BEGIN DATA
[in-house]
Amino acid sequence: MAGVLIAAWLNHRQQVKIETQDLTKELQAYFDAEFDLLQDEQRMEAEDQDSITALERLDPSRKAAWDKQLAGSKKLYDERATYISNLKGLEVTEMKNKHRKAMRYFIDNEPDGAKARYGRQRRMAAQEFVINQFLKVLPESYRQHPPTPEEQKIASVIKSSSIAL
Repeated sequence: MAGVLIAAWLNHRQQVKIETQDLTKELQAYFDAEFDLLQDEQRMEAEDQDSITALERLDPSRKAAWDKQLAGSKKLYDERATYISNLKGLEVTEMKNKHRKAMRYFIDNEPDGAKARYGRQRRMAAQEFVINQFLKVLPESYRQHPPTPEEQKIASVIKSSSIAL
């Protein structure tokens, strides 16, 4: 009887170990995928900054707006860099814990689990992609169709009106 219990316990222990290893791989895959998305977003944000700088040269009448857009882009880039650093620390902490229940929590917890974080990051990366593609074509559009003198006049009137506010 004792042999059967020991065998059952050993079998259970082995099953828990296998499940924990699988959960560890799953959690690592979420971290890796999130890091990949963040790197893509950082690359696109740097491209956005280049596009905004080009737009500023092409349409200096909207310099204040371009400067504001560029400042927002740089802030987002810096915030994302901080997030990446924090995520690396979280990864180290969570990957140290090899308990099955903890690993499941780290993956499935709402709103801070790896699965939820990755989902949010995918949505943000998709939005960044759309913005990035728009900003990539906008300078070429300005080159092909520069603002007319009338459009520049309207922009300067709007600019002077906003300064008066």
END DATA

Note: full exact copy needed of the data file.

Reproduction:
[in-house]
Amino acid sequence: MAGVLIAAWLNHRQQVKIETQDLTKELQAYFDAEFDLLQDEQRMEAEDQDSITALERLDPSRKAAWDKQLAGSKKLYDERATYISNLKGLEVTEMKNKHRKAMRYFIDNEPDGAKARYGRQRRMAAQEFVINQFLKVLPESYRQHPPTPEEQKIASVIKSSSIAL
Repeated sequence: MAGVLIAAWLNHRQQVKIETQDLTKELQAYFDAEFDLLQDEQRMEAEDQDSITALERLDPSRKAAWDKQLAGSKKLYDERATYISNLKGLEVTEMKNKHRKAMRYFIDNEPDGAKARYGRQRRMAAQEFVINQFLKVLPESYRQHPPTPEEQKIASVIKSSSIAL
């Protein structure tokens, strides 16, 4: 009887170990995928900054707006860099814990689990992609169709009106 219990316990222990290893791989895959998305977003944000700088040269009448857009882009880039650093620390902490229940929590917890974080990051990366593609074509559009003198006049009137506010 004792042999059967020991065998059952050993079998259970082995099953828990296998499940924990699988959960560890799953959690690592979420971290890796999130890091990949963040790197893509950082690359696109740097491209956005280049596009905004080009737009500023092409349409200096909207310099204040371009400067504001560029400042927002740089802030987002810096915030994302901080997030990446924090995520690396979280990864180290969570990957140290090899308990099955903890690993499941780290993956499935709402709103801070790896699965939820990755989902949010995918949505943000998709939005960044759309913005990035728009900003990539906008300078070429300005080159092909520069603002007319009338459009520049309207922009300067709007600019002077906003300064008066």